Thursday, December 1 2022

The CRTC will have the power to impose fees of up to $15 million a day on digital platforms like Google and Facebook that don’t comply

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Big digital platforms like Google and Facebook will have to strike “fair trade deals” with news publishers – and if they don’t, they’ll face mandatory negotiations and final offer arbitration.

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The Liberal government on Tuesday introduced plans for its new bill, the Online News Act, which will force major online platforms to share their revenue with news publishers. According to the information documents provided to the media, the press companies will be able to bargain collectively.

The government expects publishers to be able to begin the negotiation process within six to twelve months.

As the National Post first reported last week, the CRTC will be the regulator responsible for the new regime and certain commercial agreements will be exempt from the negotiation process. The CRTC will have the power to impose fees of up to $15 million a day on platforms that do not comply with the regime, the government announced on Tuesday.

The government will define the exemption criteria that trade agreements must meet. Digital platforms that have entered into such agreements with publishers will apply for an exemption and the CRTC will decide if they qualify for the exemption. Facebook and Google have already signed commercial agreements with certain publishers in Canada.

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If the two sides fail to reach an agreement, or if the CRTC declares existing agreements ineligible, news companies will enter into mandatory negotiations, with final offer arbitration as a “last resort.”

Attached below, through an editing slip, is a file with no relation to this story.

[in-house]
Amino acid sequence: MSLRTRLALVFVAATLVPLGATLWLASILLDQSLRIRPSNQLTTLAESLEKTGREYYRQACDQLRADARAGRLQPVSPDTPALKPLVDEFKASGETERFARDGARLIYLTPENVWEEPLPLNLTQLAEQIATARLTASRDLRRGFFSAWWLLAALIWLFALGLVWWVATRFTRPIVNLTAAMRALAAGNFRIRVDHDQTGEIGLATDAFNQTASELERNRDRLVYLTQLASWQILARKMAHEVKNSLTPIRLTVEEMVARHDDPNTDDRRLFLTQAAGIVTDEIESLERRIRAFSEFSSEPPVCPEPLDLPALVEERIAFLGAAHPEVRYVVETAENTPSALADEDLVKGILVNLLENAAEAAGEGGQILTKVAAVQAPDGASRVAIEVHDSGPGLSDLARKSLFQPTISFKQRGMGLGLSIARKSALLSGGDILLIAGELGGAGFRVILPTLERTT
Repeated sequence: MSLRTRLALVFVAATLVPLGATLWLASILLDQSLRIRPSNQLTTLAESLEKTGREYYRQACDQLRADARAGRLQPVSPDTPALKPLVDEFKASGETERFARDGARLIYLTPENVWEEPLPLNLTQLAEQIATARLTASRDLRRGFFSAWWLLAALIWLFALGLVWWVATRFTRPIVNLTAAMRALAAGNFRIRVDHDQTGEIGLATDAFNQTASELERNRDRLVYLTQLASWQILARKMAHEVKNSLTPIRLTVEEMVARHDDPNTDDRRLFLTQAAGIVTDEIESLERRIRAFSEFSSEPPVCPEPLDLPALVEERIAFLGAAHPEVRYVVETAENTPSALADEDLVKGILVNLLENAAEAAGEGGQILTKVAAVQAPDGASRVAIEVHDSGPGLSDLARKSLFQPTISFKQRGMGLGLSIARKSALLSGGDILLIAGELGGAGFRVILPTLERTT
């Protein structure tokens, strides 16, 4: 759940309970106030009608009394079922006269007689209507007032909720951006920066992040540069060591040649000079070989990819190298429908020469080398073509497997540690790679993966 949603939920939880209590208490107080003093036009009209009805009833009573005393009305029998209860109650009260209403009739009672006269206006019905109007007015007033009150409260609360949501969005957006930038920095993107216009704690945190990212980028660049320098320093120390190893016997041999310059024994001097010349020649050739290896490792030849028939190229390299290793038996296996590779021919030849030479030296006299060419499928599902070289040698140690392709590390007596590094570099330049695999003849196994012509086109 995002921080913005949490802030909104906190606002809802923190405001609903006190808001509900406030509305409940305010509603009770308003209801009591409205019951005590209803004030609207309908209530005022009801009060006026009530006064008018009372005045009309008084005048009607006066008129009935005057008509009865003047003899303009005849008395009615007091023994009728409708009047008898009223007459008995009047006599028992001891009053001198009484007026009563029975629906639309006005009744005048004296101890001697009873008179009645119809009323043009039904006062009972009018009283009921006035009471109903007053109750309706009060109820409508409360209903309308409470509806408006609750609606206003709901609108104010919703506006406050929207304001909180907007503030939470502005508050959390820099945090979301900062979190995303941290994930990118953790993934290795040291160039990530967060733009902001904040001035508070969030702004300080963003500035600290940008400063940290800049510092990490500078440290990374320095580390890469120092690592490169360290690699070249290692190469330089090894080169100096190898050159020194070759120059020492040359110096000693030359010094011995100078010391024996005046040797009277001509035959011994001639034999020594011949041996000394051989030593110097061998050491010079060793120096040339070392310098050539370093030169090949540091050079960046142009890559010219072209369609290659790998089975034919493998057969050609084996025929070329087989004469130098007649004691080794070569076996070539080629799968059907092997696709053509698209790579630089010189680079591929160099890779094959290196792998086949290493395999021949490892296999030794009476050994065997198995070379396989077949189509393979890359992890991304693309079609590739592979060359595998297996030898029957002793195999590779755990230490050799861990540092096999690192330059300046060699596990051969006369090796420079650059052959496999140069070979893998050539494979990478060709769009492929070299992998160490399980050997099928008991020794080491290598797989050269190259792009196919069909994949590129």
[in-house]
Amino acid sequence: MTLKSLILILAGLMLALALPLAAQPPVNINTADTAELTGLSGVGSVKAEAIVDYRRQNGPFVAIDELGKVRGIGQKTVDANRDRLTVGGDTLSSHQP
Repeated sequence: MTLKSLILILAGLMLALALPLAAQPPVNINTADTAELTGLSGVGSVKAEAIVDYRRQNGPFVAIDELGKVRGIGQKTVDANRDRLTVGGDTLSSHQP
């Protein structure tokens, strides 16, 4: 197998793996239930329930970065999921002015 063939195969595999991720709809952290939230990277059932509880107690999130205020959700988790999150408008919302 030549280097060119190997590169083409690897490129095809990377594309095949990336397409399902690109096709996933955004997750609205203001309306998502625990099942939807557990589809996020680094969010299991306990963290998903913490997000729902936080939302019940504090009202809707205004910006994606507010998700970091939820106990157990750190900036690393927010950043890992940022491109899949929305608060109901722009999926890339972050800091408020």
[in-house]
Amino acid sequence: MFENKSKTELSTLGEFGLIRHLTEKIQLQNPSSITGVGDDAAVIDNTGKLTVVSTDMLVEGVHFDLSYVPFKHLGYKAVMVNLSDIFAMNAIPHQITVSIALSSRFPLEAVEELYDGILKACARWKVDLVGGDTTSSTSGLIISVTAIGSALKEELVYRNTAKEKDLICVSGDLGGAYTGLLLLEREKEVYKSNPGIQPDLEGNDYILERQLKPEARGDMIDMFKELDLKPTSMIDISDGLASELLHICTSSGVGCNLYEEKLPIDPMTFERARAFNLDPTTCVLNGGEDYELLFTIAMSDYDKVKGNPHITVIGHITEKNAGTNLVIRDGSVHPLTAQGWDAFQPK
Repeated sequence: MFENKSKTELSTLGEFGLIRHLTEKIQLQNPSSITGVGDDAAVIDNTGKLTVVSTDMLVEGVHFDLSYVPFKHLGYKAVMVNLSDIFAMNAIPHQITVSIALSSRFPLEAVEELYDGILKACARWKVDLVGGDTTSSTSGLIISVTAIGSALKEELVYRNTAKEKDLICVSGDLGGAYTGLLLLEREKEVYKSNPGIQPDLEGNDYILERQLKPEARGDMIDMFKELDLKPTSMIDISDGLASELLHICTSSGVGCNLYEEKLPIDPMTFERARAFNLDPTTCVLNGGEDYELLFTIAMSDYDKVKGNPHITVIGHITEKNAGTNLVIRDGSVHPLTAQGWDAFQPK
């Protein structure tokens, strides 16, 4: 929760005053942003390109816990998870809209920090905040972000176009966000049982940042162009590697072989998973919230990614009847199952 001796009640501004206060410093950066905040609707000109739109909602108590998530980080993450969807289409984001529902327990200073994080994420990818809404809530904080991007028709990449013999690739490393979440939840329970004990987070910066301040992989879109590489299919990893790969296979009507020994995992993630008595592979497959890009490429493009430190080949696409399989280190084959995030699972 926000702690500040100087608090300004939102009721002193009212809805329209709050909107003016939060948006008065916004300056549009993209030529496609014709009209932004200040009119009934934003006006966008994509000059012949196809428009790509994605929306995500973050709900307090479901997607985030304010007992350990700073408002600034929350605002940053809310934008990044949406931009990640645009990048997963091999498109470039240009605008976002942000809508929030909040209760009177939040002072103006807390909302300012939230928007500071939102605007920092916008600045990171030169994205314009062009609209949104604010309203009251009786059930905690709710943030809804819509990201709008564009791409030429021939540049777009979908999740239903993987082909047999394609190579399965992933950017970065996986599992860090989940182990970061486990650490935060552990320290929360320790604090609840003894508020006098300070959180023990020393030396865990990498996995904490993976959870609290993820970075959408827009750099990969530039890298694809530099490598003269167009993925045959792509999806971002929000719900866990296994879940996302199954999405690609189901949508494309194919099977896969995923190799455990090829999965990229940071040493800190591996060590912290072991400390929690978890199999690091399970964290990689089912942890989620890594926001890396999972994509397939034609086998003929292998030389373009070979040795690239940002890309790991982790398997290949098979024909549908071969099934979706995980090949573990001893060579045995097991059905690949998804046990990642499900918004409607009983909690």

Platforms will have to abide by “undue preference” rules, meaning they cannot unfairly favor or discriminate against any person or organization, prevent Canadians from accessing news, or negatively impact the independence of the hurry.

While the legislation targets Facebook and Google, which generate 80% of online advertising revenue in Canada, it does not name platforms or others that might be covered by their names – it will apply to platforms that “allow content to news from being viewed and shared on their platforms and have a significant bargaining imbalance with news organizations.

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Print, online news and broadcasters, as well as non-Canadian media that operate here and meet the criteria, will qualify under the law.

The criteria the CRTC will use to determine whether existing agreements qualify for an exemption include whether they provide “fair compensation” and whether “an appropriate portion of the compensation” is used to “support the production of local news content, regional and national.

The agreements will also have to ensure that the agreements “do not allow corporate influence to undermine the freedom of expression and journalistic independence enjoyed by news organizations”.


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